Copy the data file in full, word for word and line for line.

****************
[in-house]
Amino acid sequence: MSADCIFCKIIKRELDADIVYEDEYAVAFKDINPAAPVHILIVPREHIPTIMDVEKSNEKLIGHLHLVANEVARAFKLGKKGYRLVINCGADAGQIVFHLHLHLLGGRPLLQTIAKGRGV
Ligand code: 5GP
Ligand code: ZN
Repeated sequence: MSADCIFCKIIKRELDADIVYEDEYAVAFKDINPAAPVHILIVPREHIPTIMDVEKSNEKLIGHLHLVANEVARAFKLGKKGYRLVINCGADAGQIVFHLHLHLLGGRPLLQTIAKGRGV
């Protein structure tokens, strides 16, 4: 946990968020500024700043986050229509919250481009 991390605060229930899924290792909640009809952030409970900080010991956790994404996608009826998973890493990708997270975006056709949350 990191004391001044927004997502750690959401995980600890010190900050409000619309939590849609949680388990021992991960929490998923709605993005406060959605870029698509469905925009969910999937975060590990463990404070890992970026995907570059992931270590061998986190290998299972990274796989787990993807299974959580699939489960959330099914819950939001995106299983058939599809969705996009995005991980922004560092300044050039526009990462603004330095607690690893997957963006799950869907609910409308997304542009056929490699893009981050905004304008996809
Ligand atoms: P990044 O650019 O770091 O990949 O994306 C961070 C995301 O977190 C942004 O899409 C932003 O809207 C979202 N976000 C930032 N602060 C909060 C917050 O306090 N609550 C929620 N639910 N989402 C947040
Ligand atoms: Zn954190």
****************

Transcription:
[in-house]
Amino acid sequence: MSADCIFCKIIKRELDADIVYEDEYAVAFKDINPAAPVHILIVPREHIPTIMDVEKSNEKLIGHLHLVANEVARAFKLGKKGYRLVINCGADAGQIVFHLHLHLLGGRPLLQTIAKGRGV
Ligand code: 5GP
Ligand code: ZN
Repeated sequence: MSADCIFCKIIKRELDADIVYEDEYAVAFKDINPAAPVHILIVPREHIPTIMDVEKSNEKLIGHLHLVANEVARAFKLGKKGYRLVINCGADAGQIVFHLHLHLLGGRPLLQTIAKGRGV
């Protein structure tokens, strides 16, 4: 946990968020500024700043986050229509919250481009 991390605060229930899924290792909640009809952030409970900080010991956790994404996608009826998973890493990708997270975006056709949350 990191004391001044927004997502750690959401995980600890010190900050409000619309939590849609949680388990021992991960929490998923709605993005406060959605870029698509469905925009969910999937975060590990463990404070890992970026995907570059992931270590061998986190290998299972990274796989787990993807299974959580699939489960959330099914819950939001995106299983058939599809969705996009995005991980922004560092300044050039526009990462603004330095607690690893997957963006799950869907609910409308997304542009056929490699893009981050905004304008996809
Ligand atoms: P990044 O650019 O770091 O990949 O994306 C961070 C995301 O977190 C942004 O899409 C932003 O809207 C979202 N976000 C930032 N602060 C909060 C917050 O306090 N609550 C929620 N639910 N989402 C947040
Ligand atoms: Zn954190």